GvG Mech Shaman

What’s up people, JakdRipr here with a deck I’ve found a lot of success on ladder with - the Mech Shaman! Come discover the value powerhouse in GvG!

What’s up people, JakdRipr here with a deck I’ve found a lot of success on ladder with. As a long time shaman player, I was excited for GvG because I had more or less been playing the same deck for close to 9 months, so my first order of business was to build a brand new deck. The idea behind this mech shaman is to take full advantage of the buff Powermace gives to your mechs to get insane value off your early game minions, forcing your opponent to use their high value removal on 2-3 drops before you drop a Fire elemental or Neptulon. One unintended benefit of running the Powermace is it occasionally makes opponents use their Harrison Jones on it, clearing the way for your Doomhammer to get full value.

Play style

Now despite my attempts to build something brand new, the core idea behind this deck is the same as most shaman decks. You use your creatures, weapons, and spells to fight for board control, but you also need to recognize(especially against aggro) when it’s time to ignore their creatures and go for face as this deck can set-up some very quick kills. Try to use Defender of Argus for efficient trades, rebuilding your board after a board clear, or taking your creatures out of range of opponents spells(Explosive trap, Shadow madness). Finally, because of Flametongue Totem, you need to mind your creature placement and avoid putting sticky minions like Harvest Golem in between totems as it makes trading more difficult.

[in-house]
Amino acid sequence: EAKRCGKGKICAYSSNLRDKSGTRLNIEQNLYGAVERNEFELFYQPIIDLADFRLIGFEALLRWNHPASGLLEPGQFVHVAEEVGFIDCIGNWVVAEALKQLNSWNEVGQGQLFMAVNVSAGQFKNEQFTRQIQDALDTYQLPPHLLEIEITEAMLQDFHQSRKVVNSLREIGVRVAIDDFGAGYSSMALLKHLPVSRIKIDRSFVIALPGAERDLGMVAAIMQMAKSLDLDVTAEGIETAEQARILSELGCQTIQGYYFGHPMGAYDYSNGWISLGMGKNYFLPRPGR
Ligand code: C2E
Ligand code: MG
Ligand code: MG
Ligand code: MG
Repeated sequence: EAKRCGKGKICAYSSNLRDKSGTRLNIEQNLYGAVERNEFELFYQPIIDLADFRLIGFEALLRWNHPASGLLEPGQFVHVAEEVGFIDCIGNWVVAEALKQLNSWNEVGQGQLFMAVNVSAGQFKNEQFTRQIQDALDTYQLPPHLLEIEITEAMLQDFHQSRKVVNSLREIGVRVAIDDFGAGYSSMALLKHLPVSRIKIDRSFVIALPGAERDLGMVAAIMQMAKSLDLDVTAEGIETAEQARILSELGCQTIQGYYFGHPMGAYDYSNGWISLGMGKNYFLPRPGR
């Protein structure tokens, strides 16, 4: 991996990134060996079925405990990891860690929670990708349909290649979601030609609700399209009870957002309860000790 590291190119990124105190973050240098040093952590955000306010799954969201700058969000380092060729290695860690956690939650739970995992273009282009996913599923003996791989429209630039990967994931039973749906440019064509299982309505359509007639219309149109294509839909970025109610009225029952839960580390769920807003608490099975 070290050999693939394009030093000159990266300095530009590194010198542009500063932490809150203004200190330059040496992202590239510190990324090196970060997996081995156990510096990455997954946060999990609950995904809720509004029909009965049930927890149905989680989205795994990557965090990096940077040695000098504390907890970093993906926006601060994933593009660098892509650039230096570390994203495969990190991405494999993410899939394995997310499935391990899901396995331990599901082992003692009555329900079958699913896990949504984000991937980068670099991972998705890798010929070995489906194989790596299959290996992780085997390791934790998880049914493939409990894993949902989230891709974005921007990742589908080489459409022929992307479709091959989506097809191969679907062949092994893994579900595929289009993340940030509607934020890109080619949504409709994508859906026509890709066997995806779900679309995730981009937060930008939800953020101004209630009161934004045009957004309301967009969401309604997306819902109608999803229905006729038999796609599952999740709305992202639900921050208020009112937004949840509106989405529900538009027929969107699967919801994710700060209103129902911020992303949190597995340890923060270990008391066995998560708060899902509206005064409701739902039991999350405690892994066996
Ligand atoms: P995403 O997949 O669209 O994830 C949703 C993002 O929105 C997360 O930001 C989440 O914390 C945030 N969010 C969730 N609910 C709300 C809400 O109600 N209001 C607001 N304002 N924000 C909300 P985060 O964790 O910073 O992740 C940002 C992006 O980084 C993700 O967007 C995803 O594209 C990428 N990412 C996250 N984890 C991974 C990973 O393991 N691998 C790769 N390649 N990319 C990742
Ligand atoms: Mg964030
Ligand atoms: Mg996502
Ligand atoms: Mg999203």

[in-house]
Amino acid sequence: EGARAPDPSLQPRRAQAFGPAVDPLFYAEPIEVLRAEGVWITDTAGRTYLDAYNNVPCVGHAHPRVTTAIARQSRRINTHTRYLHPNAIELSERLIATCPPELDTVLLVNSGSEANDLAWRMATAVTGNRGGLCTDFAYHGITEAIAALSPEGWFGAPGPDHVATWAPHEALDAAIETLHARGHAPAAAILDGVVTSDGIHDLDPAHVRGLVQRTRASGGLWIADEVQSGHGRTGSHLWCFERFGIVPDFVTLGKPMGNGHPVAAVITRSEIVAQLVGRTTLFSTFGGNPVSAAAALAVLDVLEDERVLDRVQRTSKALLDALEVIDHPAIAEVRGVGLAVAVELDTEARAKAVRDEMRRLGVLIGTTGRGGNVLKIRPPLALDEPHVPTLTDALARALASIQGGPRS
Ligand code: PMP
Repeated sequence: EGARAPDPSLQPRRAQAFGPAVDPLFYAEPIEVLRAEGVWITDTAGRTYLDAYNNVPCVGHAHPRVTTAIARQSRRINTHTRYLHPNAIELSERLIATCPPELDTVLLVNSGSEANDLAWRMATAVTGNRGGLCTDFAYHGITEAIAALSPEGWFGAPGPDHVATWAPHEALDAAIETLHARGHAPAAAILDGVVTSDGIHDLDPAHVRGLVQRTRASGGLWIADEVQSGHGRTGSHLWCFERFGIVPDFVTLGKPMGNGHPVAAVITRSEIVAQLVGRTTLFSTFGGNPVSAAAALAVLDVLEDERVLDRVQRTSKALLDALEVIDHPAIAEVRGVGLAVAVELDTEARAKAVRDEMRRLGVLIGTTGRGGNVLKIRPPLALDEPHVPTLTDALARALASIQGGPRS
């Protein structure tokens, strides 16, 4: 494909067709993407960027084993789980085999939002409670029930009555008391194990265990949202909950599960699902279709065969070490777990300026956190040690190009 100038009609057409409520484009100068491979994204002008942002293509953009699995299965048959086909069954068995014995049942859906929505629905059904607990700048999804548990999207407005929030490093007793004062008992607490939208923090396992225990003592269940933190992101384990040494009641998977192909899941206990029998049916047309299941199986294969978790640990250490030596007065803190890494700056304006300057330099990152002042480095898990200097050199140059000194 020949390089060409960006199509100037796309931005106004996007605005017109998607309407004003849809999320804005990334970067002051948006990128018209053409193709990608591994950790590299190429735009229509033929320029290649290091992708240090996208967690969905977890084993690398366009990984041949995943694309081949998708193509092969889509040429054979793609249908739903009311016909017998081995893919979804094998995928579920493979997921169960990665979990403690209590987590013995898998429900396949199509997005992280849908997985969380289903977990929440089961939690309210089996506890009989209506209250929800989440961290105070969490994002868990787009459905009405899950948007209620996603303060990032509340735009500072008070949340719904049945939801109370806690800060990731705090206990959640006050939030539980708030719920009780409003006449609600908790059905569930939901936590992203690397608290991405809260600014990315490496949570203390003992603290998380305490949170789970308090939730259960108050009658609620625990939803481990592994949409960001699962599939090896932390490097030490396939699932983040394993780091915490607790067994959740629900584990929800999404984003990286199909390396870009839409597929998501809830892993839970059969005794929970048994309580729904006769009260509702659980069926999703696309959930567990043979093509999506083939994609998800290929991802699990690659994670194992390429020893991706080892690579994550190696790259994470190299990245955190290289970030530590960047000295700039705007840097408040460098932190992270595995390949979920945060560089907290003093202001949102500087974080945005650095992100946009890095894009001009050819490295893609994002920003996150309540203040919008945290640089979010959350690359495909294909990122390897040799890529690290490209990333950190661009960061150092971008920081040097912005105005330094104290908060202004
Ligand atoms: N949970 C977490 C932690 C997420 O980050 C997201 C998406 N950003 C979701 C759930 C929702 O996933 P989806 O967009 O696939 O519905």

Card selection

I found this deck was at it’s best when played with a smooth curve, and as such I tried to cut back on the overload cards to ensure I could hit all my drops on curve. The old shaman had a bad habit of sitting with a hand full of answers and no actual plays, and while this can certainly happen here, the introduction of more proactive cards makes it easier to develop a resilient board.

Now without further ado, ill move on to the individual cards.

Core Shaman Cards

These are the cards that are synonymous with shaman, and as such I won’t be spending too much time with them:

Earth Shock:

In a meta full of buffs and deathrattles earth shock should be an automatic 2 off in every shaman deck. This paired with spell power can 1 shot a lot of pesky minions in the game.

Rockbiter Weapon:

I originally had whirling zap-o-matic in this slot but I realized having a turn one answer to undertakers and mechwarpers was more important than a 3/2 with windfury.

Flametongue Totem:

Any card that allows a bunch of 0/2 totems to kill Ragnaros is a must have in my books. It also ensures you can save your Hexes for really difficult to remove minions.


Speaking of Hex, this card is the reason I never understood what the fuss was about Savannah highmane. Quite simply the best hard removal in the game.

Lightning Storm: